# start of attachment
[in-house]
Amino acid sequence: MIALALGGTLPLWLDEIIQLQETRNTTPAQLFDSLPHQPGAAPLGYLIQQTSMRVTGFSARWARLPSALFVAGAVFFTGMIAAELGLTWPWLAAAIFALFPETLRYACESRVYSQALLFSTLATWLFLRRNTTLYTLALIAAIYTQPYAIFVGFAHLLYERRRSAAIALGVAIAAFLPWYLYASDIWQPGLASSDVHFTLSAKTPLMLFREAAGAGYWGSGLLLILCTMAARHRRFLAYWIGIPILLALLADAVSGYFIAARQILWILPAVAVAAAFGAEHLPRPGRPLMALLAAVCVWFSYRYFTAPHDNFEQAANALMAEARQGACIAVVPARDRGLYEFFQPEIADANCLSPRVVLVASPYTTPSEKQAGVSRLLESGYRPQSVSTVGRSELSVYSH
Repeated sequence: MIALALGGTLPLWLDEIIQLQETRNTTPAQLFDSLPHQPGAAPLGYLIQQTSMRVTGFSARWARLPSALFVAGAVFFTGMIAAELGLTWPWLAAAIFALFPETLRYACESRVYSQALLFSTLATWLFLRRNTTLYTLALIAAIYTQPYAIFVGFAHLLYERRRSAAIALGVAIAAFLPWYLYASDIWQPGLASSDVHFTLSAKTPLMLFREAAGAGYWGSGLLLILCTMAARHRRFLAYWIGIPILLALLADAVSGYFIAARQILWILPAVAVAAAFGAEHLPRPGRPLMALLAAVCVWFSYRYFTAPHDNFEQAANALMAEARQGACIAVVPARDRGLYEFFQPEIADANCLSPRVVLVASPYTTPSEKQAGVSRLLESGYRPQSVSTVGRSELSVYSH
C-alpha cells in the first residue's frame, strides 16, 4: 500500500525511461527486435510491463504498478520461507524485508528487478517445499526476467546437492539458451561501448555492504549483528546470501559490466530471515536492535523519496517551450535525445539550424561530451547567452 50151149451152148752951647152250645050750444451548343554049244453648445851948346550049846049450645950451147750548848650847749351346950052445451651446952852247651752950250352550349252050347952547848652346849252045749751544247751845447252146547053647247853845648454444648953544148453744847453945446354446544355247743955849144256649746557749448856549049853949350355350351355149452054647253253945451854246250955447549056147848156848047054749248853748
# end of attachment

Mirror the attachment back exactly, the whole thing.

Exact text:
[in-house]
Amino acid sequence: MIALALGGTLPLWLDEIIQLQETRNTTPAQLFDSLPHQPGAAPLGYLIQQTSMRVTGFSARWARLPSALFVAGAVFFTGMIAAELGLTWPWLAAAIFALFPETLRYACESRVYSQALLFSTLATWLFLRRNTTLYTLALIAAIYTQPYAIFVGFAHLLYERRRSAAIALGVAIAAFLPWYLYASDIWQPGLASSDVHFTLSAKTPLMLFREAAGAGYWGSGLLLILCTMAARHRRFLAYWIGIPILLALLADAVSGYFIAARQILWILPAVAVAAAFGAEHLPRPGRPLMALLAAVCVWFSYRYFTAPHDNFEQAANALMAEARQGACIAVVPARDRGLYEFFQPEIADANCLSPRVVLVASPYTTPSEKQAGVSRLLESGYRPQSVSTVGRSELSVYSH
Repeated sequence: MIALALGGTLPLWLDEIIQLQETRNTTPAQLFDSLPHQPGAAPLGYLIQQTSMRVTGFSARWARLPSALFVAGAVFFTGMIAAELGLTWPWLAAAIFALFPETLRYACESRVYSQALLFSTLATWLFLRRNTTLYTLALIAAIYTQPYAIFVGFAHLLYERRRSAAIALGVAIAAFLPWYLYASDIWQPGLASSDVHFTLSAKTPLMLFREAAGAGYWGSGLLLILCTMAARHRRFLAYWIGIPILLALLADAVSGYFIAARQILWILPAVAVAAAFGAEHLPRPGRPLMALLAAVCVWFSYRYFTAPHDNFEQAANALMAEARQGACIAVVPARDRGLYEFFQPEIADANCLSPRVVLVASPYTTPSEKQAGVSRLLESGYRPQSVSTVGRSELSVYSH
C-alpha cells in the first residue's frame, strides 16, 4: 500500500525511461527486435510491463504498478520461507524485508528487478517445499526476467546437492539458451561501448555492504549483528546470501559490466530471515536492535523519496517551450535525445539550424561530451547567452 50151149451152148752951647152250645050750444451548343554049244453648445851948346550049846049450645950451147750548848650847749351346950052445451651446952852247651752950250352550349252050347952547848652346849252045749751544247751845447252146547053647247853845648454444648953544148453744847453945446354446544355247743955849144256649746557749448856549049853949350355350351355149452054647253253945451854246250955447549056147848156848047054749248853748